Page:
Republicans say Biden’s rules for firms competing with China on chips make the US less competitive

Republican senators proposed Thursday against the Commerce Department because companies seeking new funding to compete with China in semiconductor manufacturing also meet independent benchmarks for childcare provision and union reserves.

The senators said the initiatives had nothing to do with beating China and could oust some US manufacturers the government should be promoting.

Led by Montana Sen. Steve Daines, lawmakers said the administration’s moves also contradict the intent of Congress last year when it passed legislation allocating $50 billion to the Commerce Department to revitalize the US semiconductor industry.

“We strongly oppose regulations your department enacts that use this legislation and the funds it provides as a tool to pursue controversial policies that go beyond what is required by law and reduce American jobs and high-tech investment in the United States process ‘ Republicans wrote in a letter urging Commerce Secretary Gina Raimondo to reverse course and crush the new rules.

The Washington Times was the first to receive a copy of the letter.

The Department of Commerce made an initial pool of funds available in late February and announced the principles by which it will judge applicants. It said it will evaluate companies on whether they will specifically recruit women to build facilities, whether they will provide housing assistance or adult care services, and whether they will use project employment contract reserves.

Applicants are also being urged to offer childcare to workers.

Companies requesting more than $150 million in subsidies must submit the plans, while those requesting less are “strongly encouraged” to do so.

Companies that raise funding may also be limited in their ability to do share buybacks, and those receiving more than $150 million will be urged to “share” with the government any profits that “exceed” forecasts. split”. The money would be pumped back into the semiconductor industry.

The childcare regulations have sparked a feverish debate.

Sen. Patty Murray, a Washington Democrat and a major supporter of federal child care aid, hailed Ms. Raimondo’s decision at the time.

“This is such an important, sensible move that recognizes a really basic reality: You can’t bring manufacturing back to America without workers – and those workers need childcare,” Ms Murray said.

However, some analysts warned that childcare prices could be inadvertently inflated by boosting demand without more supply.

And the Institute for Policy Innovation said that if the Commerce Department is allowed to impose these requirements, then the next step will be gender or race quotas for new hires in the industry.

President Biden had attempted to win Congressional approval of childcare subsidies in the 2022 budget, but that was dropped in favor of slimmed-down legislation that included money to fight climate change and funded the IRS to conduct more audits.

Mr Daines and his colleagues said the government should not use critical economic legislation as an overtake for its social policies.

They said Ms Raimondo herself admitted doing so, telling subordinates in a meeting reported by The New York Times: “If Congress doesn’t do what it should have done, we will in implementation.” “

The Washington Times has reached out to Ms Raimondo’s office for comment.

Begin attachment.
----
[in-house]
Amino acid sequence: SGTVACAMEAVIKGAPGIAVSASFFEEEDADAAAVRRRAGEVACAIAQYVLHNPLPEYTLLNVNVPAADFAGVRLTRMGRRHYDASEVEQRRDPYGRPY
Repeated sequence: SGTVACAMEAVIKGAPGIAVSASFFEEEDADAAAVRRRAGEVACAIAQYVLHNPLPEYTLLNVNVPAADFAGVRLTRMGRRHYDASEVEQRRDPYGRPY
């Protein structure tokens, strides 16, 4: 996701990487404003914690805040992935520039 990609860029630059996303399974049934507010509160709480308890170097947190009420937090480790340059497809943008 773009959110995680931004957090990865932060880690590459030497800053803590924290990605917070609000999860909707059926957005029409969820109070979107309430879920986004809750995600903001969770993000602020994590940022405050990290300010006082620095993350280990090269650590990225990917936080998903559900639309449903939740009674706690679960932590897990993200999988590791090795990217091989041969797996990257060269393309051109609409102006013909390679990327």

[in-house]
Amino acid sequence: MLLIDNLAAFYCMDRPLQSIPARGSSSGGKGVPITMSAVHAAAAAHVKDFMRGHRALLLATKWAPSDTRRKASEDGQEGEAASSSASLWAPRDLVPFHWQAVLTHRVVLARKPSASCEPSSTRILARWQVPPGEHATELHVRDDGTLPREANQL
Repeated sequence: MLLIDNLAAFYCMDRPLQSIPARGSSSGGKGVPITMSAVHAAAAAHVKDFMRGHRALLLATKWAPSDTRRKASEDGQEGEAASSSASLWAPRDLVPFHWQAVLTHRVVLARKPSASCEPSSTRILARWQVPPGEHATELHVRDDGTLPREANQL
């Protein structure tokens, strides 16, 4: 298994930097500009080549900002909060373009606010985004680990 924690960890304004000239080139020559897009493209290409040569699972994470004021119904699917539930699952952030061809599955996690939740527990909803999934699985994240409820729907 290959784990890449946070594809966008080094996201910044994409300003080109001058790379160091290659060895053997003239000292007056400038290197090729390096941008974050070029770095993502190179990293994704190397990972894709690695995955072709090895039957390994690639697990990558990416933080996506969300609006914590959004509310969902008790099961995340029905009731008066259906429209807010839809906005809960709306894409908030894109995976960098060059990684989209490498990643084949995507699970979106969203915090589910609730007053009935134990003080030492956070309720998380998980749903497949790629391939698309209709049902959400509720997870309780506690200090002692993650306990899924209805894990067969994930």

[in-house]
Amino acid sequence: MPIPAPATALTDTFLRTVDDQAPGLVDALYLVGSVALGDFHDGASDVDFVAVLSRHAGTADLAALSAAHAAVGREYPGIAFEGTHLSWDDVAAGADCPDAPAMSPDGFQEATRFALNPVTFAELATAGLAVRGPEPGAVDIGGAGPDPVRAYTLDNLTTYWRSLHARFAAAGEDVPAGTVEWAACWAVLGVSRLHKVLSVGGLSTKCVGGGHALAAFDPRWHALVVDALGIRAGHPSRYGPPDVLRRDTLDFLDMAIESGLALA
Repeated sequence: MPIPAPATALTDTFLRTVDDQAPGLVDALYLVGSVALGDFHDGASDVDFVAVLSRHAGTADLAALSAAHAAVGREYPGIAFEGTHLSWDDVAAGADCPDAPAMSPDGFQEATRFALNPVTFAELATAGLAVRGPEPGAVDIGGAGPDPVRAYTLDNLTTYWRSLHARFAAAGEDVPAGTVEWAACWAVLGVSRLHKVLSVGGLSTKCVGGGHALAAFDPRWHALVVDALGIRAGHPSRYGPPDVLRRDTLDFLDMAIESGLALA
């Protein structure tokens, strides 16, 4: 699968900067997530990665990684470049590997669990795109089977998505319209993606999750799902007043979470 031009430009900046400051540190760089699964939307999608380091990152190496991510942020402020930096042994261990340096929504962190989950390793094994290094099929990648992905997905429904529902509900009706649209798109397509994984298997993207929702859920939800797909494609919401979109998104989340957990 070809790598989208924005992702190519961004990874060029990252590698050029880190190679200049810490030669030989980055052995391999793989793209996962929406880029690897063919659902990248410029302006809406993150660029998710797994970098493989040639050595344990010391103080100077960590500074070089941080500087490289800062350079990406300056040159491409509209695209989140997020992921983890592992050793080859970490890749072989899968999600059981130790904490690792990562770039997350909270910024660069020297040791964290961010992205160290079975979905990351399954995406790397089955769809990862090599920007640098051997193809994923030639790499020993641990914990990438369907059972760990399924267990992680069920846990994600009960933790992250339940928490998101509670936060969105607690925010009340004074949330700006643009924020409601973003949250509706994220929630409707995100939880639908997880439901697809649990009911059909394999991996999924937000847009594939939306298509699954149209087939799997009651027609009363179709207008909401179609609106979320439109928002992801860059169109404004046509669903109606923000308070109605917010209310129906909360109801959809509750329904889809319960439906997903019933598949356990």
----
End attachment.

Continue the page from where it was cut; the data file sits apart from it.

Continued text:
Besides Mr. Daines, the other signers of the letter were Senator Thom Tillis of North Carolina, Senator Bill Cassidy of Louisiana, and Senator John Cornyn of Texas. They all voted for the bill, which released the Senate on July 27 by a vote of 64 to 33.

The law is usually referred to as the CHIPS Act, although its official name is Creating Helpful Incentives to Produce Semiconductors (CHIPS) for America Fund.

Proponents say the law will put the full weight of the federal government on the push to reestablish the U.S. as a powerhouse in the manufacturing of semiconductors needed to make the computer chips found in today’s most advanced tools and devices are of crucial importance.

Mr Daines said the new rules could undermine those efforts.

“Indeed, the negative impact is already being felt, as some of the world’s largest chipmakers are expressing serious concerns about the conditions and therefore viewing the US as a less attractive investment option,” he and colleagues wrote.

Ms. Raimondo cited the Biden administration’s Good Jobs Initiative, a joint effort by her department and the Department of Labor to understand what it means to get a “good job” in the current economy, to justify the additional requirements.

The initiative calls for an emphasis on hiring “underserved communities,” a living wage, good benefits, the ability to join a union, secure jobs, and an emphasis on diversity, equity, inclusion and accessibility — a buzzword for those who say the economy is plagued by structural racism and other imbalances.

The semiconductor initiative should lead to a large number of new jobs, including around 100,000 in the construction industry alone.

Ms Raimondo said she would like women to fill many of those positions as part of her broader effort to hire a million more women for construction workers over a decade.

At the moment, the ministry says, out of 11.3 million construction workers, only 1.2 million are women.

“Applicants for CHIPS grants are being asked to take steps to reach and retain women in construction because without them, the United States cannot build the semiconductor workforce it needs,” she said.

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